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Friday
Apr022010

Asbestos Awareness

      For a long time, asbestos was revelled as the material for a thousand uses. It has been firmly set in the soundproofing, fireproofing, and insulation industry for many years. However, in recent years, asbestos has been linked to lung cancer, asbestosis, and other lung diseases. OSHA {Occupational Safety and health} organization has assisted with protection by introducing three {3} standards. In addition to covering those who work directly with asbestos, these standards cover, 1] maintenance and custodial staff, 2] outside housekeeping services and all 3] trade contractors. For proper hazard protection, we need to understand the nature of this material.

     Asbestos is a naturally occurring material from the mineral family consisting of silicon and magnesium. This combination of minerals takes on the form of hollow, microscopic fibers, densely packed together that are almost indestructible. Its’ structure makes a strong, flexible and very useful material. The forms of asbestos covered by the final OSHA standard are; 1] Amosite, also known as “brown asbestos” which is used in insulation, soundproofing, and fireproofing. 2] Chrysotile or “white asbestos” commonly seen in high friction applications, such as brake shoes or clutches. 3] Crocilodite or “blue asbestos” which is rarely seen or used and, 4] “Asbestiforms” or minerals bonded chemically with asbestos.

     In its early use, asbestos was used as a coating for indoor decorative, as well as acoustical tile in buildings while respected for its soundproofing function. Later, it was sprayed on exposed steel for fire protection. When intact and not disturbed, asbestos is bonded together presenting few hazards. However, if broken apart, these fibers can be as small as 5 microns in size, termed “fibrils”. It is in this state that they may be inhaled and lodge in your lung tissue, scarring it, preventing the “oxygen/carbon dioxide exchange critical for respiration. The term “asbestosis”, as time continues, the lungs worsen creating severe oxygen starvation, illness, and death. When these fibrils migrate to the lung lining called the “pleura”, they can cause a rare form of cancer called “malignant mesothilioma”.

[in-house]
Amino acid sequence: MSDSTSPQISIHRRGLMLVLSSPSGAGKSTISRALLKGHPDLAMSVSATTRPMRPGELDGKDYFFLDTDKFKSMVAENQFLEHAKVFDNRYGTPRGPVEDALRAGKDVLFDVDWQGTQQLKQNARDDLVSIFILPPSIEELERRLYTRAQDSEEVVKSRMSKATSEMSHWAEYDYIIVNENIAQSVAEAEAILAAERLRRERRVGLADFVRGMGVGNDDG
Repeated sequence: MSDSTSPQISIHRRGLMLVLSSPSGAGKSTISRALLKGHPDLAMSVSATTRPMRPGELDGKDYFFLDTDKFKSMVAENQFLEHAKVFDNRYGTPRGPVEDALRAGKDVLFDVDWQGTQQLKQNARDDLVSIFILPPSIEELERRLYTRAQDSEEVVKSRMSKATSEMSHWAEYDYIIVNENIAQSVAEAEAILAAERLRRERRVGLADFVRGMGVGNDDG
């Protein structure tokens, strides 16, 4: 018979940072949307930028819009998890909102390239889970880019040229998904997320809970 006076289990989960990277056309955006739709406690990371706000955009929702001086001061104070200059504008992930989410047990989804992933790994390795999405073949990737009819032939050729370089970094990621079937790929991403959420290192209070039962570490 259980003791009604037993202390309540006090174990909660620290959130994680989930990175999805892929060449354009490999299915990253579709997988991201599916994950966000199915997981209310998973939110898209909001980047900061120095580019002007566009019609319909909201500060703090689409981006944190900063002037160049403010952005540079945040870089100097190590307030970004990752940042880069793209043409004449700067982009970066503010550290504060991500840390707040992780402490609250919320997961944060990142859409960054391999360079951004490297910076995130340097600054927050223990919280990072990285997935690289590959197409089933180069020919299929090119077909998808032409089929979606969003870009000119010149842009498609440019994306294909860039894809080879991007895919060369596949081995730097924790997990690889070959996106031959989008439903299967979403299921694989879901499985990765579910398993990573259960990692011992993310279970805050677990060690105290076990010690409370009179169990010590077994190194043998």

As a responder, there are no detection devices for these fibrils. In addition, there are no symptoms of exposure or acute indications to alert you to this type of exposure. Most effects are chronic in nature, sometimes taking as long as 20 years to present itself. Your only detection device is that these materials are common elements inside many older buildings and exhibit a powdery consistency in air known as “friable”. OSHA regulates asbestos in the “HazCom” standard. See “HazCom” post. Eventually almost all asbestos combinations will physically break apart exhibiting “friability”. When this occurs, your HazCom should be activated. Response will be based on the kind of ACM’s {asbestos containing materials} you are mitigating and will dictate your protective actions. “Non-friable asbestos” is much harder to break down into “fibrils” and can be safely mitigated as long as it is not exposed to fibrils created from mechanical friction above 300rpm from a powered tool device. Below this point, they are able to remain bonded together and resist transforming into the powdery state of “fibrils”. Any damaged asbestos product is to be assumed in the friable state and must be mitigated under the HazCom directive. Always avoid any deteriorated ACM and report them to your supervisor immediately.

     Your work risk increases if you work in a building containing ACM, or you work near construction sites, or in the maintenance and custodial services. To protect yourself, follow some common avoidance rules. 1] Never, hang objects from piping covered in ACM. 2] Never, damage suspected ACMs’ by creating dust while working with any ACM. 3] While working around ACM never create dusts from cleaning activities. 4] Follow your companies HazCom standard and wear the appropriate PPE {personal protective equipment} when handling any suspected ACM projects.

     When responding as a hazardous materials responder, remember all collection methods for “friable” asbestos should be mitigated in Level “B”. If level “C” is chosen, be sure to note the correct canister cartridge for your APR. Utilize HEPA {High Efficiency Particulate Air} vacuum filters and Vactoring equipment. If this is not possible, the remaining method is by manual wet wiping for all contaminated surfaces. All waste must be labeled as ACM in the appropriate hazardous waste containers. 

 

                                                                                                    Haz Mat Mike



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